Monday, July 28, 2014
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Today is Saturday, August 9, the 221st day of 2013. There are 144 days left in the year.

Posted on July 28, 2014 at 12:02 a.m.
 ADVANCE FOR MONDAY, JULY 28, 2014, AT 12:01 A.M. AND THEREAFTER -  In this May 22, 2014, photo, a ship is docked at Norfolk Southern's Lamberts Point coal terminal as a man plays golf in Norfolk, Va. As the Obama administration weans the U.S. off dirty fuels blamed for global warming, energy companies have been sending more of America’s unwanted energy leftovers to other parts of the world, where they could create even more pollution. (AP Photo/Patrick Semansky)
Coal exports help US clean up global warming pollution at home _ but still pollute elsewhere

Updated at 4:09 a.m.
 FILE - In this file photo taken Tuesday July 22, 2014, a missing person poster of Abigail Hernandez displayed in a storefront window in North Conway, N.H., shows Hernandez has been found. Hernandez, 15, returned home nine months after vanishing on her way home from high school. But the happy ending did not put an end to the mystery of where she was, who she was with and just what happened to her. (AP Photo)
Mother of teen back home after missing for 9 months says the girl wasn't pregnant
Updated at 8:22 a.m.
 Palestinians inspect the rubble of a destroyed house following an Israeli strike killing Christian woman Jalila Ayyad, 70, in Gaza City on Sunday, July 27, 2014. (AP Photo/Khalil Hamra)
Updated on July 28, 2014 at 12:25 a.m.
Gaza war rages as Hamas, Israel exchange fire despite truce pledges ahead of Muslim holiday
 In this Saturday, July 12, 2014 photo, a migrant girl on her way to the U.S. border, waits for a freight train to depart in Ixtepec, Mexico. Judging by the dramatic increase in the number of minors apprehended in the United States in recent months, it seems the human smuggling business from Central America is booming. The vast majority of migrants who enter the U.S. illegally do so with the help of a network of smugglers known as “coyotes,” so named for the scavengers that prowl the border. (AP Photo/Eduardo Verdugo)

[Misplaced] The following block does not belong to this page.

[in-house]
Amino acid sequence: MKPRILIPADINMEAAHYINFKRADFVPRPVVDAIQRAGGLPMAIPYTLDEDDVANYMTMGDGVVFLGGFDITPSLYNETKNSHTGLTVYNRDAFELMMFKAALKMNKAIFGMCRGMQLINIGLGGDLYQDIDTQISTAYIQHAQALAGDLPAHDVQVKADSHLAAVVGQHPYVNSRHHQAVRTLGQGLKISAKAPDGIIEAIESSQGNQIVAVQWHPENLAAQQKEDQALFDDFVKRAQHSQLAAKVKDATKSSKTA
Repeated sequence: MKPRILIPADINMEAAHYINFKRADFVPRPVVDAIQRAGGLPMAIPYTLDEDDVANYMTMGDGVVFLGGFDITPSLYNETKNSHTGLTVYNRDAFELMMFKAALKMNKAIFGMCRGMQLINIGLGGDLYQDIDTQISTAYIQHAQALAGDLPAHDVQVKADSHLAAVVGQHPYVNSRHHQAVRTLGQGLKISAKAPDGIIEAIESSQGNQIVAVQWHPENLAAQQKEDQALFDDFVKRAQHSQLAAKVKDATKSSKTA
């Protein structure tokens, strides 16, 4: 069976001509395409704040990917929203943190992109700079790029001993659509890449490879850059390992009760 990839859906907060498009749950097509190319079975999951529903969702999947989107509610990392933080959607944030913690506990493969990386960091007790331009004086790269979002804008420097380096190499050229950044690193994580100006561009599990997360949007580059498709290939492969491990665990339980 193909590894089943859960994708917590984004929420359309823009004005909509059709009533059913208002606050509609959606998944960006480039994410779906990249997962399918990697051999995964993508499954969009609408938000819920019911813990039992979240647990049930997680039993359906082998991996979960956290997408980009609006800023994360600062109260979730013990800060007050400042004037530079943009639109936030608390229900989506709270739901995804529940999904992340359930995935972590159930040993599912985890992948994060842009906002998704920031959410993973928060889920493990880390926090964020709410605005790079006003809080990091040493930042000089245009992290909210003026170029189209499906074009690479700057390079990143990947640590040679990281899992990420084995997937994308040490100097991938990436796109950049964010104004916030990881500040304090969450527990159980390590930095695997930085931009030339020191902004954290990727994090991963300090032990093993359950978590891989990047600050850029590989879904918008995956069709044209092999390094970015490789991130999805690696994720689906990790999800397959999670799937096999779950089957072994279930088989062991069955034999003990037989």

Updated on July 28, 2014 at 12:00 a.m.
AP PHOTOS: A selection of our favorite images from Latin America and the Caribbean
 ADVANCE FOR MONDAY, JULY 28, 2014, AT 12:01 A.M. AND THEREAFTER -  In this May 22, 2014, photo, train cars containing coal roll into an unloading facility at Dominion Terminal Associates' coal terminal in Newport News, Va. As the Obama administration weans the U.S. off dirty fuels blamed for global warming, energy companies have been sending more of America’s unwanted energy leftovers to other parts of the world, where they could create even more pollution. With companies looking to double America’s coal exports, the nation’s growing position in the global energy trade could make global warming worse, fueling the world’s demand for coal when many experts say most fossil fuels should remain in the ground to avert the most disastrous effects of climate change. (AP Photo/Patrick Semansky)
Posted on July 28, 2014 at 12:00 a.m.
Coal exports help US clean up global warming pollution at home _ but still pollute elsewhere
 ADVANCE FOR MONDAY, JULY 28, 2014, AT 12:01 A.M. AND THEREAFTER - This image provided by Trianel on July 24, 2013, shows an undated aerial view on the Trianel power plant in Luenen, western Germany. The 750-megawatt Trianel power plant relies completely on coal imports, about half from the U.S. Soon, all of Germany’s coal-fired power plants will be dependent on imports, with the country scheduled to halt all coal mining in 2018 when government subsidies end. Coal mining’s demise in Germany comes as the country is experiencing a resurgence in coal-fired power, one which the U.S. increasingly has helped supply. (AP Photo/Trianel, Guenther Goldstein)